SAN FRANCISCO---Following Box's IPO filing on Monday, analysts and media alike buzzed about the ownership stakes of the cloud company's leaders versus those of its investors.
Perhaps to the dismay of some busy bees, there wasn't much mention of the IPO at the start of Box Dev Day on Wednesday.
But Ben Horowitz, a founding partner of the venerable venture capital firm Andreessen Horowitz, sat down with Box CEO Aaron Levie for a fireside chat that offered a glimpse of how the firm might look for potential investments in the enterprise tech world.
Horowitz recapped some of the lessons he learned in his Netscape days as well as somewhat candid observations about the enterprise software industry, which Levie cited is worth roughly $320 billion, depending on which analyst report you reference.
Here's a lightning round recap of some of the more memorable sound bites from the conversation:
Who is going to win the mobile platform war: iOS, Android, or Windows Mobile?
Horowitz argued iOS and Android are way ahead of Microsoft right now. but between the former two, Horowitz highlighted the rise of Android, but warned that "the demise of iOS is greatly exaggerated."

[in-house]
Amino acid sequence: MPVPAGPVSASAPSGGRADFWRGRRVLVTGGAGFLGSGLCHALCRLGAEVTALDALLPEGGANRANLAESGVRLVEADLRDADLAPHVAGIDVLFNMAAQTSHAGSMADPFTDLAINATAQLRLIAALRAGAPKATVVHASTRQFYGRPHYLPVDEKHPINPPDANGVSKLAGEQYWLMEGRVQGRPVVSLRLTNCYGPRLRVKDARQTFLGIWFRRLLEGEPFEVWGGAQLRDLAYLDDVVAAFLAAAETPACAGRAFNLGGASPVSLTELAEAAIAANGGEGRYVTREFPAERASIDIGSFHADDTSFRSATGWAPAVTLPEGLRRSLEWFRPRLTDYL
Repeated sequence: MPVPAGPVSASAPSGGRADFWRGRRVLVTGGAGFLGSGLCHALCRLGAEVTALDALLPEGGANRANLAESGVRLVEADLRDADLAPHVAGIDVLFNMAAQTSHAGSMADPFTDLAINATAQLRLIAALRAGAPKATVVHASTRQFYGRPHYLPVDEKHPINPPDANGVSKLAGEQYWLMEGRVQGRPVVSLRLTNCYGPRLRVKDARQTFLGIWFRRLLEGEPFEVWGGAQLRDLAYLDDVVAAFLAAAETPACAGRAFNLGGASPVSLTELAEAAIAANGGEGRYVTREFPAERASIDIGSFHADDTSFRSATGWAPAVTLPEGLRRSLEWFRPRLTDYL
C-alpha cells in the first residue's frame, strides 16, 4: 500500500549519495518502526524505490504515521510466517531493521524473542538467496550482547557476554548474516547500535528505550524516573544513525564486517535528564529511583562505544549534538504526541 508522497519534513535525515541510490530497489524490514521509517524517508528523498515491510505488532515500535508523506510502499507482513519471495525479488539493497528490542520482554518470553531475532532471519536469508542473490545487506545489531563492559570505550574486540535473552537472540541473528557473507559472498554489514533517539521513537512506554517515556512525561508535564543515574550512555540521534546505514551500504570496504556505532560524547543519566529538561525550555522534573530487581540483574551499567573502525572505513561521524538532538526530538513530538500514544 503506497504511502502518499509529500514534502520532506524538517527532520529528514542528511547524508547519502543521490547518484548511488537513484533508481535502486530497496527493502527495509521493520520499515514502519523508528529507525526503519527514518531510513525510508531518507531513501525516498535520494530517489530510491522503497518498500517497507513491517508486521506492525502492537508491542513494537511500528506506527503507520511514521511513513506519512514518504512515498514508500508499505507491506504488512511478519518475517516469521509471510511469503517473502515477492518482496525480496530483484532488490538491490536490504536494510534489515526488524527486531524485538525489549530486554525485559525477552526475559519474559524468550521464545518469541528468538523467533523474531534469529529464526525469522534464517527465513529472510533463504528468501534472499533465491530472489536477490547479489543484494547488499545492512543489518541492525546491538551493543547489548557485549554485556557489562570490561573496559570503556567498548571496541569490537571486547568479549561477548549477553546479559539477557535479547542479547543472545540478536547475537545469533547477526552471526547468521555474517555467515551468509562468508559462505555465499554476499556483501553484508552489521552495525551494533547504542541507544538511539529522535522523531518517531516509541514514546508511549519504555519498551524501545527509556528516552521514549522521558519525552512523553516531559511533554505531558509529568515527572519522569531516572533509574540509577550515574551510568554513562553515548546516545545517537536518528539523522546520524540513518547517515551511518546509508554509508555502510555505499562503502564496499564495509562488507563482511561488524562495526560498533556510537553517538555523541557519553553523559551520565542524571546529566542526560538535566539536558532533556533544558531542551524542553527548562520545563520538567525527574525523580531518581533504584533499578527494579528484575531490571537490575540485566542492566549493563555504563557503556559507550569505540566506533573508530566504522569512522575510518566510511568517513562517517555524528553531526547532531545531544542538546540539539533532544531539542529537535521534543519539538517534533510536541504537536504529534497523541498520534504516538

"Apple's strategy is that they're not going to be the monopoly," Horowitz remarked.
Describing it as a timeless issue, Levie also asked: What advice do you have for a product CEO who wants to stay in control as they scale up?
Horowitz advised that the key is backing off systematically while staying involved, meaning structure the product and then provide reliable touch points where you can guide -- but not doling out instructions randomly in the hallway.
"That's a hard discipline to learn but critical if you want to run the company for more than a few years," Horowitz said.
Finally, if Marc Andreessen were stuck on a deserted island, which would he take with him: Twitter or Bitcoin?
With a laugh, Horowitz didn't reply with much of an answer, although he leaned toward Twitter as the conversation veered more toward observations about Bitcoin in the enterprise industry.
Horowitz concluded, "The technology is a remarkable computer science breakthrough."